Gamers Thumb and How to Treat it.
When I’m about to put in a long console gaming session I can expect a couple things: lots of trash talking amongst friends and sore thumbs (aka Gamers Thumb). The latter being the one I’m here to help you with today and the former can be improved by watching some toxic Twitch streamers.
What is Gamers Thumb?
Gamer’s thumb, outside of the gaming community, is known as DeQuervain’s Syndrome (DQ). DQ is the inflammation/irritation of the tendons of the thumb and the sheaths that surround them. The synovial sheath surrounds the tendons and provides a lubricating frictionless envelope for the tendons to move through freely.
The two tendons involved are the Abductor Pollicis Longus (APL) and Extensor Pollicis Brevis (EPB). The most common place for the irritation to occur is where they cross over from the wrist to the thumb. If you take your thumb and draw it back towards you, these two tendons will pop up to create a small divot. This divot is known as the anatomical snuffbox for pretty obvious reasons. If you need clarification just ask a responsible adult what the term “snuffbox” means.
How Does Gamer’s Thumb Occur?
DQ usually occurs gradually over time as the tendons chronically become inflamed and irritated. The irritation is caused by chronic repetitive motions such as controller joystick movement, typing, playing piano, or texting.
As the irritation continues, you will begin to feel a burning, sharp, and sore sensation over the area. Trigger points (knots) typically start to form around the surrounding musculature along with adhesions around the sheaths. Both of these cause restrictions with normal movement mechanics of the thumb, which in turn causes you to play in pain, and most notably poorly.
Do I have Gamers Thumb?
Performing the above actions on a regular basis coupled with pain in the anatomical snuffbox are strong indicators. A few more ways to self-diagnose are:
- Restricted “squeaky” sounding movements when moving your thumb
- Pain with range of motion (movement) of the thumb
- Pain with ulnar deviation of the wrist (movement of the hand to the pinky side of the hand)
- Decreased grip strength
- Reproduction of your pain with the below movement known as Finklestein’s Test
How do I treat it?
Chances are if you are reading this article you are suffering from DQ in one form or another. If after performing some preliminary self-diagnosis you have found some positives, then it’s time to do some self-care. Some of the listed topics below will need to be performed by a trained medical professional and I’ll indicate which ones below with a *.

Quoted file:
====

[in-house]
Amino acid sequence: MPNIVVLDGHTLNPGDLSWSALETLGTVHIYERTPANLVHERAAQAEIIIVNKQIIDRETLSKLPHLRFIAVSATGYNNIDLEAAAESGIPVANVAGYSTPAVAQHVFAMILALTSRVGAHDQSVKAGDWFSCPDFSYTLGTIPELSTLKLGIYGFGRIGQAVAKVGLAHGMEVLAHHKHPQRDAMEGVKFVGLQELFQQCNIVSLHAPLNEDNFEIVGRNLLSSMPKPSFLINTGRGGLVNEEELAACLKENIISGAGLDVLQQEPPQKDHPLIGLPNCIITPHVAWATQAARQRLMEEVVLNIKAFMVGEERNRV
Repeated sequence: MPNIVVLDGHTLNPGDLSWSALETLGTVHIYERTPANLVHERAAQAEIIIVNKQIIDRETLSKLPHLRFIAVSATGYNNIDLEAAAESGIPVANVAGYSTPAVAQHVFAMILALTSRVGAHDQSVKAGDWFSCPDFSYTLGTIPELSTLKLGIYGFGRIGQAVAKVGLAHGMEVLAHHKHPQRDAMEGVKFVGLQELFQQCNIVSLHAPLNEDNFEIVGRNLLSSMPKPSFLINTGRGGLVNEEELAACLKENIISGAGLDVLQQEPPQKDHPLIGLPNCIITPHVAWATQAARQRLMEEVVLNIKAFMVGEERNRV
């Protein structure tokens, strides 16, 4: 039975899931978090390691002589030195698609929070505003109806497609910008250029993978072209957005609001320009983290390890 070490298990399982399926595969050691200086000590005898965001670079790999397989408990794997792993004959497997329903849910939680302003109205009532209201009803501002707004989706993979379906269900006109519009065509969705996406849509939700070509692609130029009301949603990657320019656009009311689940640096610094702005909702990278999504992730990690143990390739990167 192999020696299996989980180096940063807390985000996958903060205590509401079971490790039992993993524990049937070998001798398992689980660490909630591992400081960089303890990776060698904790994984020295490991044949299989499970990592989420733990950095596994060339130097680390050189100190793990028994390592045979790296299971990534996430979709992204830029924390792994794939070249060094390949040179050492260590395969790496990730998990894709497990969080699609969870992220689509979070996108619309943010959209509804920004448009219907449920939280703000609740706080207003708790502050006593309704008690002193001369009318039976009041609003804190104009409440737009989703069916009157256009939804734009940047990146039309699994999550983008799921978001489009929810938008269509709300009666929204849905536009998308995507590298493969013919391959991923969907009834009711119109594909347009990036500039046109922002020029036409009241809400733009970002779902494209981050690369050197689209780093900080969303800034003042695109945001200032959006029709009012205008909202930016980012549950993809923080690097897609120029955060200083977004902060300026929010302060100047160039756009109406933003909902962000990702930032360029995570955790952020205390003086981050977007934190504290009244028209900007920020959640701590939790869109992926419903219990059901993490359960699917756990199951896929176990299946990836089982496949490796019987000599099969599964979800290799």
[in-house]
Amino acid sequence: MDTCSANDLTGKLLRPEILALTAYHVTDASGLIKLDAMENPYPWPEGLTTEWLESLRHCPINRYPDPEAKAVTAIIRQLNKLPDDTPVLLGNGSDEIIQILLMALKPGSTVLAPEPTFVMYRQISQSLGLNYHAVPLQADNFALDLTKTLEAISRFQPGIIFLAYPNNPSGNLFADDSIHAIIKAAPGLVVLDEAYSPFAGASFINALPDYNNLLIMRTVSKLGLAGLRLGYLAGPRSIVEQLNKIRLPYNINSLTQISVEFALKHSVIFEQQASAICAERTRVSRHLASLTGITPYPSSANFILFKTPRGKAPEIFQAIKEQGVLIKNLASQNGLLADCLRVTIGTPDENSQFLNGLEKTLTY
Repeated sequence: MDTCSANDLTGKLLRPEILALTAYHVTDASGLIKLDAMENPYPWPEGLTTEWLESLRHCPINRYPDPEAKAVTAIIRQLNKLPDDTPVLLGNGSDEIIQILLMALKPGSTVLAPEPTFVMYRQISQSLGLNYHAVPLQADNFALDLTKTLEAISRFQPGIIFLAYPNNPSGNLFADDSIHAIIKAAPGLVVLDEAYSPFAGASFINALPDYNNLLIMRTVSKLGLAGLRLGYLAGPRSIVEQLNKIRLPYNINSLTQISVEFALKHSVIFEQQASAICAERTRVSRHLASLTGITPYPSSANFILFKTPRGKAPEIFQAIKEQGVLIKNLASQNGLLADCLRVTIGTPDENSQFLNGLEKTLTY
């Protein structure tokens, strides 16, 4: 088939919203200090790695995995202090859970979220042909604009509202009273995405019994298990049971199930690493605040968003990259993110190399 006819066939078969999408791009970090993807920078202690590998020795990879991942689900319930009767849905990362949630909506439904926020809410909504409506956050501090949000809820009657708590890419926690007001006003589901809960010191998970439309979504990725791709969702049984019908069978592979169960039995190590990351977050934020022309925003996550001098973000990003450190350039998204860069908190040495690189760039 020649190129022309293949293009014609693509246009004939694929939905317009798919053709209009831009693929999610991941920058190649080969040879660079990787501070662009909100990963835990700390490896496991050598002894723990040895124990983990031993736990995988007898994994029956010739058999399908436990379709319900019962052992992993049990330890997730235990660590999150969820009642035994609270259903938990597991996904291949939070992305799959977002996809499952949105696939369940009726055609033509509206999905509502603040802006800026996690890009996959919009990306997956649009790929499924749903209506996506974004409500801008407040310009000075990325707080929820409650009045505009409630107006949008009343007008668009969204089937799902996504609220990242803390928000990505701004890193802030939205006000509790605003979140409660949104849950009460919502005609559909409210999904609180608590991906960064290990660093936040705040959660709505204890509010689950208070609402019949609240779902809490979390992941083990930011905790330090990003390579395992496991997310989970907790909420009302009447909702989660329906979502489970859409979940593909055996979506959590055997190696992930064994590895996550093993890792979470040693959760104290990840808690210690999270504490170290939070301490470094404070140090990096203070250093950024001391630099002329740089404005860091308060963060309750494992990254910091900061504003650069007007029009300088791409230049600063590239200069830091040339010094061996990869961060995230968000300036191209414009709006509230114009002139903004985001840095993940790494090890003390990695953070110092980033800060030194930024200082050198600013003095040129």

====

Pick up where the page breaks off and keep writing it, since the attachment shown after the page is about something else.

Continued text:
- Rest– It’s easier said than done I know, especially if your livelihood depends on performing those aggravating tasks. The thought process here should be to look at long-term goals rather than short-term. What I mean is that if you want to continue to perform those tasks later in your career, then you need to back off of them now.
- Ice and Ice massage– Icing the area will help decrease the inflammation and also have a numbing effect. Ice massage is performed by having a small bag of ice and rubbing the area. I also like to put some lotion on the area to help even more with the icing process.
- Bracing– I’ve seen numerous braces for DQ that immobilize the thumb and I’m not a fan. Immobilizing an inflamed/injured area will decrease the blood supply to the area, atrophy the musculature, and provide an environment for adhesion formation.
- Kinesiotaping*– If you need bracing I believe that Kinesiotaping is the way to go. K-tape/Rock Tape provides stability to the area, edema control, and still allows you to move your thumb.
- Manual Therapy*– Using manual therapy helps break up the tightness and adhesions within the area. In my experience manual therapy also allows me to move the tendons past the range of motion that you would normally stop at. As mean as that may sound, doing this helps with the reparative process significantly.
- Mobilization of the joint*– Mobilization provides similar benefits as manual therapy but also is beneficial to the thumb. The idea here is simple, “Joints are happy when they are moving.” If you cease to move the joint from the tendinous pain, then you will start to feel sore stiff pain from the lack of thumb movement. Once again, if you keep the body moving it will thank you.
The first (and usually hardest) goal is to do something about your pain from the list above. Once you have tackled that hurdle, the next step is to build up the endurance of the area. You can accomplish this by performing exercises daily. The only way to prevent DQ from coming back is to implement an exercises routine.
As we finish up this article I want to hammer home once again that you have to be proactive to doing this self-care or seeking out care for your DQ. The motions that led you to this point are most likely the same ones that help you earn a living. To continue making a living and enjoying gaming recreationally, you need to make a step in the right direction. Thanks for reading and if you have any questions feel free to let me know via email or below.
This article was writting by Dr. Drew FTW!
You can check his blog here : https://forthewellnessblog.com/